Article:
Club3D ditches Nvidia due to restrictions
Club3D drops its license with Nvidia and moves exclusively to AMD Radeon products instead.
Club3D has been producing graphics cards under license for both Nvidia and AMD for a number of years, but now the company has announced that it is dropping the licence to produce Geforce graphics cards, moving exclusively to AMD.
Its a very strange market these days with products cropping up that only offer incremental improvements and few reasons to queue up at the door to get one. An example is the next generation of Nvidia graphics cards. The Geforce 700 series doesn’t change things that much and only offers minor performance bumps over previous-generation cards, as is the case with the jump from, the GTX680 to the GTX770.
Club3D was one of Nvidia’s partners and produced a wide range of cards from the Geforce 200 all the way to the Geforce 600 series. As a value-add board partner, it mostly stuck to Nvidia reference designs and only changed the cooler design when possible. Many of their Nvidia products are clocked at reference speeds and have no custom board layouts, allowing them to drop prices lower than bigger name brands like ASUS and MSI.
Now they have rather abruptly cut their ties with Nvidia in a notice sent out to the press.
Judith Ma Tseng, Club3D’s CEO, said of the move; “we are showing our commitment to AMD because we believe that AMD is ideally positioned to deliver a complete solution to our customers, and after 16 years in the business offering solutions from a variety of processor partners, we truly believe that we can offer a better solution going forward with AMD alone.”
“With products like the Radeon HD 7990 Dual GPU, Club3D has a long-standing reputation for delighting enthusiasts with spectacular products based on AMD Radeon graphics chips,” said Zvika Greenstein, Director of Desktop Product Management, AMD Graphics. “Their decision to join AMD as an exclusive hardware partner is a powerful acknowledgement of our leadership in the graphics space, and a tremendous contribution to the technical expertise in the AMD Radeon graphics ecosystem.”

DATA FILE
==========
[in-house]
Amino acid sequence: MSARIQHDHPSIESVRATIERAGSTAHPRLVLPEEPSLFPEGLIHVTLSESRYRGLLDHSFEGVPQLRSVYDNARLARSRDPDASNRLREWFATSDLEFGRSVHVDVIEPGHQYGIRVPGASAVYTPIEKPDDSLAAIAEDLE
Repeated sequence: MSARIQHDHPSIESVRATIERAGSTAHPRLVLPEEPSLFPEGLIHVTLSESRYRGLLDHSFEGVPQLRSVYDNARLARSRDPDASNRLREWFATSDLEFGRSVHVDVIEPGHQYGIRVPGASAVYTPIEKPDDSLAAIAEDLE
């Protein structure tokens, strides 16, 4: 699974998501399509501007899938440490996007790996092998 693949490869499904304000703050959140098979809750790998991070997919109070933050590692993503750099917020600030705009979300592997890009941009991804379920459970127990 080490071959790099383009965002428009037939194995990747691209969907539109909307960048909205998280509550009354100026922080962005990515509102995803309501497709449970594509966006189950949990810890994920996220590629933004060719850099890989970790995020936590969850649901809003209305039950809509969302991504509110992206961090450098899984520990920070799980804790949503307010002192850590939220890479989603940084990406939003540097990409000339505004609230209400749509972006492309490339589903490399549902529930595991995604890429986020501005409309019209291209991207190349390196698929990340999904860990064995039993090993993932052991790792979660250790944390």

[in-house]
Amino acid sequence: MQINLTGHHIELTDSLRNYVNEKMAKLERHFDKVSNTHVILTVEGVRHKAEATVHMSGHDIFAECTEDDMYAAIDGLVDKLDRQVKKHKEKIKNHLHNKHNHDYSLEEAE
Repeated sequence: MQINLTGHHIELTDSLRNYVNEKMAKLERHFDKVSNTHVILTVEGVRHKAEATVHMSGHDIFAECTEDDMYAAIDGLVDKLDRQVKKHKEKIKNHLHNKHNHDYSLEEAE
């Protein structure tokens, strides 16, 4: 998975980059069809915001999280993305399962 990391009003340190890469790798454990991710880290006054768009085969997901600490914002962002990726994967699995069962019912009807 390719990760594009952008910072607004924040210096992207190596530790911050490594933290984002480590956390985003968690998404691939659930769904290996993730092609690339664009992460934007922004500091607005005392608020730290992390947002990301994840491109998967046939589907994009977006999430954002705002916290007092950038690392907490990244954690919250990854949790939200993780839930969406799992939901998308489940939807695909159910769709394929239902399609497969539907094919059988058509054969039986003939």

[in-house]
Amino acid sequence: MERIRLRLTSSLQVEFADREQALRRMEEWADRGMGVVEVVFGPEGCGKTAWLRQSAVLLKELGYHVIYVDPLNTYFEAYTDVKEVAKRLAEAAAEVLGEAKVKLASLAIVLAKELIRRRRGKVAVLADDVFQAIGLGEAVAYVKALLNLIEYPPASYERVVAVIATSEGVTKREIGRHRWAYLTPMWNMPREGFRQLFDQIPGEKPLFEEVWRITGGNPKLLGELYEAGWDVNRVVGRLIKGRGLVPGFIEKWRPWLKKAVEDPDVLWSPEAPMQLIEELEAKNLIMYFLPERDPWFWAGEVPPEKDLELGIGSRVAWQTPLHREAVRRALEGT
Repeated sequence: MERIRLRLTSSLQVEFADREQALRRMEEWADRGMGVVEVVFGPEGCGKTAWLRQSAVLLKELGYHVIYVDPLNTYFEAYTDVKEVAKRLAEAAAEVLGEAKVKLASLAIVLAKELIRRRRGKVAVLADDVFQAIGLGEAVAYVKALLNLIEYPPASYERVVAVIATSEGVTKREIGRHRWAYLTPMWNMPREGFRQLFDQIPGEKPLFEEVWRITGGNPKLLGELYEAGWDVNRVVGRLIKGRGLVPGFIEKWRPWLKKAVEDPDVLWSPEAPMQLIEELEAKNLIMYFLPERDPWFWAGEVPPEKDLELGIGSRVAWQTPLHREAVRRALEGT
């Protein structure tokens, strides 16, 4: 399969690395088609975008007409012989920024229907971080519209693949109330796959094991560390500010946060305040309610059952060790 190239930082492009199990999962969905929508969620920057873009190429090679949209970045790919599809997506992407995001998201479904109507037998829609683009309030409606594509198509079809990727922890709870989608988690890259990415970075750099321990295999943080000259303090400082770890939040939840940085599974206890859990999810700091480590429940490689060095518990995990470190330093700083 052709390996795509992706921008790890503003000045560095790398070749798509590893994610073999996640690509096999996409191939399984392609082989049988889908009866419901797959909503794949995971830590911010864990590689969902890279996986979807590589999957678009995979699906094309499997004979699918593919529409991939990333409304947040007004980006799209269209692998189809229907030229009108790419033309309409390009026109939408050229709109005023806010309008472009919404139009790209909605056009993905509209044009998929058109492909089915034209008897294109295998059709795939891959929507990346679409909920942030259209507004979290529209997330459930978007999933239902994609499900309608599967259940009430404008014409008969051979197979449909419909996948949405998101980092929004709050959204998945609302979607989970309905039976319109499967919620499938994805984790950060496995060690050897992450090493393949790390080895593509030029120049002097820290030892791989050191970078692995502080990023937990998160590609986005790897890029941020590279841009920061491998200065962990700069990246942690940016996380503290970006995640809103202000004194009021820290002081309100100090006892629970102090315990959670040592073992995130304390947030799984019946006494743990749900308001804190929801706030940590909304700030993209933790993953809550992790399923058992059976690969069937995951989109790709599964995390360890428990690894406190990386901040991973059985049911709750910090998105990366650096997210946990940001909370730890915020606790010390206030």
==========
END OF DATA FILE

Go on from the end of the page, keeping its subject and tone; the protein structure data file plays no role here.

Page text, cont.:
Its an major turn-around for a company that used to be a great value brand for Nvidia, pushing along cards for budget buyers and competing against Inno3D, Palit and PNY. But one by one, Nvidia’s partners are slipping away. Whether that’s because they’re dissatisfied with the way overclocking and overvolting are now hamstrung, or that Nvidia gives partners like ASUS, Gigabyte and MSI free reign over designs and custom cards and special preference, it’s still a loss for the company and for consumers.
In 2008, several board partners were shortlisted to leave Nvidia. The company wanted less players in the market to divide consumer spending power so they could earn more profit. EVGA, Zotac, BFG, PNY, XFX, Gainward, Biostar, ECS, Albatron and Club3D were part of the shortlist.
BFG, sadly, went out of business in 2010 after Nvidia had their license to produce dedicated Physx cards revoked and the company made losses on every card they sold. Their assets were bought up by Best Data and its subsidiary Diamond Multimedia. The latter company now produces stock AMD graphics cards for sale in retail chains like Best Buy, WalMart and Fry’s in the USA.
XFX, one of the most popular brands in Europe, defected to AMD. Albatron also caved in and no longer exists. Elitegroup Computer Systems (ECS) now sticks to motherboards.
Club3D hasn’t said if they’re going to continue to support customers with warranties or if they’re going to drop prices to clear out stock. Their move to AMD is a troubling one for Nvidia, especially if other, stronger partners decide to leave as well.
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